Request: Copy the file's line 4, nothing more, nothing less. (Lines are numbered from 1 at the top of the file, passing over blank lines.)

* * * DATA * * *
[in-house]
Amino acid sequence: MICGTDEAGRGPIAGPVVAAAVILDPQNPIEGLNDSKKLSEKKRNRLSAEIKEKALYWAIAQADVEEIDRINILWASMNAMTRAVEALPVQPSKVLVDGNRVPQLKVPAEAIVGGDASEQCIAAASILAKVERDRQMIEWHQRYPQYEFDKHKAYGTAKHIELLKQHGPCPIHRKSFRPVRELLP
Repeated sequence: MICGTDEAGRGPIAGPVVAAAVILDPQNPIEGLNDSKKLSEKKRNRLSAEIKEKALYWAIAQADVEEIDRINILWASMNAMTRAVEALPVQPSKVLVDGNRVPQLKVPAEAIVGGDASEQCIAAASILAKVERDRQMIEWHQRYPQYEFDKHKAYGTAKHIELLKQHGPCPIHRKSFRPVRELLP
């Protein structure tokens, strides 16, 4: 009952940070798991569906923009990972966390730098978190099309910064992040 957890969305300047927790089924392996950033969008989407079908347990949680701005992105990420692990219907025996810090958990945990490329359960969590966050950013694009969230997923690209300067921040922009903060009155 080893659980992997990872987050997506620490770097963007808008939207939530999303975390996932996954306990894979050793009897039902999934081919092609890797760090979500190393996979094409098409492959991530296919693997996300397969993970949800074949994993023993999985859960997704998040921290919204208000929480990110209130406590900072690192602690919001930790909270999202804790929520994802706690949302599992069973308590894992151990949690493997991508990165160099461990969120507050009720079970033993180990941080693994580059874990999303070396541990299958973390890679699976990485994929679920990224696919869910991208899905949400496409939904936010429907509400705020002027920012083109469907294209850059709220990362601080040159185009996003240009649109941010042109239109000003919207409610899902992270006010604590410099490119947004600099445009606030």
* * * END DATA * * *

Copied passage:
């Protein structure tokens, strides 16, 4: 009952940070798991569906923009990972966390730098978190099309910064992040 957890969305300047927790089924392996950033969008989407079908347990949680701005992105990420692990219907025996810090958990945990490329359960969590966050950013694009969230997923690209300067921040922009903060009155 080893659980992997990872987050997506620490770097963007808008939207939530999303975390996932996954306990894979050793009897039902999934081919092609890797760090979500190393996979094409098409492959991530296919693997996300397969993970949800074949994993023993999985859960997704998040921290919204208000929480990110209130406590900072690192602690919001930790909270999202804790929520994802706690949302599992069973308590894992151990949690493997991508990165160099461990969120507050009720079970033993180990941080693994580059874990999303070396541990299958973390890679699976990485994929679920990224696919869910991208899905949400496409939904936010429907509400705020002027920012083109469907294209850059709220990362601080040159185009996003240009649109941010042109239109000003919207409610899902992270006010604590410099490119947004600099445009606030």